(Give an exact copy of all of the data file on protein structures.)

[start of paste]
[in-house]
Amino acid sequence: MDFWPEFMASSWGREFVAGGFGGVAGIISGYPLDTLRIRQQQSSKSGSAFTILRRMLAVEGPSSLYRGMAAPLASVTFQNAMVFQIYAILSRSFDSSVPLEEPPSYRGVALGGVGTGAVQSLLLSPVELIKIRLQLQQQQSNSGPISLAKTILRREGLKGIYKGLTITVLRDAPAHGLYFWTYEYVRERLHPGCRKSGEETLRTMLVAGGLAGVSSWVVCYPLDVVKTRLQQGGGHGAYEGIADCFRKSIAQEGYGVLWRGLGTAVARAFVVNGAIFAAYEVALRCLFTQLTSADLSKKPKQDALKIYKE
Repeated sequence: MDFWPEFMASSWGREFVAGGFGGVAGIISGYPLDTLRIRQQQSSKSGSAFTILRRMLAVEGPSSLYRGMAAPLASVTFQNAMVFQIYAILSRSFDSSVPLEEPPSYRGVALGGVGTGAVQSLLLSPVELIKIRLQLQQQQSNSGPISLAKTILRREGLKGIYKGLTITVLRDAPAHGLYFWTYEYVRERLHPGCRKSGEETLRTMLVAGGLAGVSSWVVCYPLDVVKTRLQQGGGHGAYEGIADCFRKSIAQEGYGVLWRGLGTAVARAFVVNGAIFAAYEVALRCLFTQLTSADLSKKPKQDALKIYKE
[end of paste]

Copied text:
[in-house]
Amino acid sequence: MDFWPEFMASSWGREFVAGGFGGVAGIISGYPLDTLRIRQQQSSKSGSAFTILRRMLAVEGPSSLYRGMAAPLASVTFQNAMVFQIYAILSRSFDSSVPLEEPPSYRGVALGGVGTGAVQSLLLSPVELIKIRLQLQQQQSNSGPISLAKTILRREGLKGIYKGLTITVLRDAPAHGLYFWTYEYVRERLHPGCRKSGEETLRTMLVAGGLAGVSSWVVCYPLDVVKTRLQQGGGHGAYEGIADCFRKSIAQEGYGVLWRGLGTAVARAFVVNGAIFAAYEVALRCLFTQLTSADLSKKPKQDALKIYKE
Repeated sequence: MDFWPEFMASSWGREFVAGGFGGVAGIISGYPLDTLRIRQQQSSKSGSAFTILRRMLAVEGPSSLYRGMAAPLASVTFQNAMVFQIYAILSRSFDSSVPLEEPPSYRGVALGGVGTGAVQSLLLSPVELIKIRLQLQQQQSNSGPISLAKTILRREGLKGIYKGLTITVLRDAPAHGLYFWTYEYVRERLHPGCRKSGEETLRTMLVAGGLAGVSSWVVCYPLDVVKTRLQQGGGHGAYEGIADCFRKSIAQEGYGVLWRGLGTAVARAFVVNGAIFAAYEVALRCLFTQLTSADLSKKPKQDALKIYKE